Avoid these 6 trademark registration mistakes
Registering a trademark is an essential step that helps protect one’s brand and business identity. This asset distinguishes one’s products or services from others in the market. However, the process can be intricate, and many entrepreneurs and businesses make common mistakes when securing their trademarks. While some mistakes are fixable, some may require redoing the entire application. Here are some common errors one should be aware of to avoid wasting money or time.
1. Not knowing whether it’s individual or company ownership
When a sole owner is mistakenly listed for a trademark that belongs to a partnership or company, it risks rejection during the application process. It can result in legal ownership and taxation complications. This is also a non-fixable mistake and may require redoing the application form.
2. Using common phrases or slogans for trademark
The United States Patent and Trademark Office (USPTO) typically refuses registration for trademarks or slogans that are considered generic or descriptive. This may include everyday phrases that have widespread use. For example, “Think Green” or “Drive Safely.” If one’s slogan, commonly used in the market, is registered, another entity can file a letter of protest against it.
3. Not paying attention to details
Technical and administrative errors can easily occur during the application process, including omitting critical information, failing to submit necessary documents, or improperly filling out application forms. Such oversights can lead to delays, even rejection of the trademark application, or financial losses.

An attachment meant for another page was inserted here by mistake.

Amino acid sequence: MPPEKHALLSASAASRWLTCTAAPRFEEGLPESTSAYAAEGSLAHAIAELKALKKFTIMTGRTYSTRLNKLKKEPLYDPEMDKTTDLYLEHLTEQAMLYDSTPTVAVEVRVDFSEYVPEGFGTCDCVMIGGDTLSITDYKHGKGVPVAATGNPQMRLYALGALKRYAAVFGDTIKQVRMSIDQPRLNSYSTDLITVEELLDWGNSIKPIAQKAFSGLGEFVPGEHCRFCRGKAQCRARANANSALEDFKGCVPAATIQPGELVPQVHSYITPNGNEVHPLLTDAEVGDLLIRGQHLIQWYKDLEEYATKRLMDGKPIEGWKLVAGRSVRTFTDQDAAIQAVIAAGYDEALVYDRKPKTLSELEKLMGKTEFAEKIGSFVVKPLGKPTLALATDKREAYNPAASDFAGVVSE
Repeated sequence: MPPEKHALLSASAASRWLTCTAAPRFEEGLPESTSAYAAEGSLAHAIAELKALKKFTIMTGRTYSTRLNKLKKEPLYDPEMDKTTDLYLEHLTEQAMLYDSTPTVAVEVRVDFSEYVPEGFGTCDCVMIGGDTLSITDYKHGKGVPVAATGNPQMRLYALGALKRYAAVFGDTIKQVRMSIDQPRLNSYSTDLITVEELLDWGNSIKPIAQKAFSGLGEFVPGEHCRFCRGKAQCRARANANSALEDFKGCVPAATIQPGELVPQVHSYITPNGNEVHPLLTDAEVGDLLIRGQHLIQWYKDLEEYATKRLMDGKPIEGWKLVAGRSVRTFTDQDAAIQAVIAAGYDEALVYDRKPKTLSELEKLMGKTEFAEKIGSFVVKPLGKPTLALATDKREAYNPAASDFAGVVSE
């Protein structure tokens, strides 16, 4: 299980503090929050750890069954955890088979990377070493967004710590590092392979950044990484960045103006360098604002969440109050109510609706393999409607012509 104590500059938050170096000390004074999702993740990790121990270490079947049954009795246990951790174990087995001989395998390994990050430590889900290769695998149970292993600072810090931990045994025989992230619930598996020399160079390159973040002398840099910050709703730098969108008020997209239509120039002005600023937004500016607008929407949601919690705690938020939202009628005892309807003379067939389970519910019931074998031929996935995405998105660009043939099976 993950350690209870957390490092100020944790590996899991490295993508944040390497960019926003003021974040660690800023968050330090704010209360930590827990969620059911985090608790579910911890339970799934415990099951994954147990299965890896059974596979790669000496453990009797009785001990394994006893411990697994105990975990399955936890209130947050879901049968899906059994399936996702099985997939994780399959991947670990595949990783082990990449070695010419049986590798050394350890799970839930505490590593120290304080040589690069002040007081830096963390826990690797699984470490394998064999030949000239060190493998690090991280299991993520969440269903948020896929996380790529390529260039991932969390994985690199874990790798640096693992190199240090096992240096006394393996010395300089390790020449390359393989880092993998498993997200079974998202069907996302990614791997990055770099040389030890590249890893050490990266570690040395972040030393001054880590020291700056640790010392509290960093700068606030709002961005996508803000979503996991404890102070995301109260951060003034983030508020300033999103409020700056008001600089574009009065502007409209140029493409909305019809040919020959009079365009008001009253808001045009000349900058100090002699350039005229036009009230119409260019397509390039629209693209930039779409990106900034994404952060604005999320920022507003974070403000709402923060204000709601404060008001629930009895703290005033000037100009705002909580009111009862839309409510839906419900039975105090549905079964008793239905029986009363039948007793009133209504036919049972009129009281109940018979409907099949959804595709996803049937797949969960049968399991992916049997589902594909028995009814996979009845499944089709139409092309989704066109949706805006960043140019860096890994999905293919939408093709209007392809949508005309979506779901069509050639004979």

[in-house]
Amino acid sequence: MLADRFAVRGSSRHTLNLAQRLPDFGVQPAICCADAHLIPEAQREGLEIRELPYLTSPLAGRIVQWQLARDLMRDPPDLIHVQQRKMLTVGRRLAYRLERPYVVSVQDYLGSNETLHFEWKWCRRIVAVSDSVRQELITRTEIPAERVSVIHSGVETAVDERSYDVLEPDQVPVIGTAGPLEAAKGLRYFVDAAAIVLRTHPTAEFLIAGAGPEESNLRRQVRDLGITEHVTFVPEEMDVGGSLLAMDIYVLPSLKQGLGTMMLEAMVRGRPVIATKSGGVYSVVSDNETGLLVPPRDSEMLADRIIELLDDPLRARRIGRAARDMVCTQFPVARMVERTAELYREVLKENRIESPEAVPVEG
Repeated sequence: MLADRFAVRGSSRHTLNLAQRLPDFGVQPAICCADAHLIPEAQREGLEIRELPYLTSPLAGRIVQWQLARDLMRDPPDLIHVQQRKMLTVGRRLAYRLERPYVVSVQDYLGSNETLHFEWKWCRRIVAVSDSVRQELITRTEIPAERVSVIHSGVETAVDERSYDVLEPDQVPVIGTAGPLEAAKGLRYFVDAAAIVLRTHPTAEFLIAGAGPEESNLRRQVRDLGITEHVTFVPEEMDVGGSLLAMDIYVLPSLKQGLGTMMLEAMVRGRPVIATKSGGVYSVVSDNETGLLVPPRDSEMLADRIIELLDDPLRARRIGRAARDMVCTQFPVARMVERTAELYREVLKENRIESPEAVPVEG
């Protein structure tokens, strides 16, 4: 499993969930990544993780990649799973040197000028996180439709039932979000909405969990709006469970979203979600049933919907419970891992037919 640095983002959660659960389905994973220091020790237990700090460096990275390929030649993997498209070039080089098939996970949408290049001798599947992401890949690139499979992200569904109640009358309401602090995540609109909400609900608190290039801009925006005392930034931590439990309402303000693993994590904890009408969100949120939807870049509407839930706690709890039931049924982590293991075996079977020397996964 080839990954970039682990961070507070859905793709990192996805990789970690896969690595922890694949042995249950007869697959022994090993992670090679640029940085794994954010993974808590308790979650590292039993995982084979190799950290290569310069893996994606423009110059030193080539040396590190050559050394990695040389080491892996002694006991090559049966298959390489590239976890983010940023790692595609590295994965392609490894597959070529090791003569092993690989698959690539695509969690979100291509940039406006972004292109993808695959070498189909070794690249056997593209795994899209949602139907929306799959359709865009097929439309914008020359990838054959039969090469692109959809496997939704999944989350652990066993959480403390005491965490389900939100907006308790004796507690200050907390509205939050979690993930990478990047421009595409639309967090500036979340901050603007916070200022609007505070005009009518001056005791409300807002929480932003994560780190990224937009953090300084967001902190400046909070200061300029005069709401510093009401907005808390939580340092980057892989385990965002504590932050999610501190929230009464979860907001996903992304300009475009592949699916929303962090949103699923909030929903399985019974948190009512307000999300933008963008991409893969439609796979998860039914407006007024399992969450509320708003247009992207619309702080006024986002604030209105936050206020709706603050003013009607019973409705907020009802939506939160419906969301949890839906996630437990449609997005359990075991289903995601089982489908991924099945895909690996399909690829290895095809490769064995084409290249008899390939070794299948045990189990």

4. Not choosing the right trademark class
Trademarks are registered for specific classes of goods and services, and misclassifying one’s trademark can lead to rejection or even potential infringement issues. For example, those who register trademarks for collared shirts may find no trademark protection for shirts without collars, even when both fall under the clothing category. So, one should consider the future expansion of the product line before applying for a trademark.
5. Submitting an incomplete or inaccurate application
An incomplete or inaccurate application is a surefire way to get rejected. One must ensure that one’s application is filled out correctly with all required information. Errors or omissions can result in delays or even the denial of one’s trademark registration.
6. Ignoring the post-registration process
After successfully registering a trademark, staying updated with renewal and maintenance requirements is essential. Failing to file the necessary documents and fees for trademark renewals can lead to losing one’s protected status.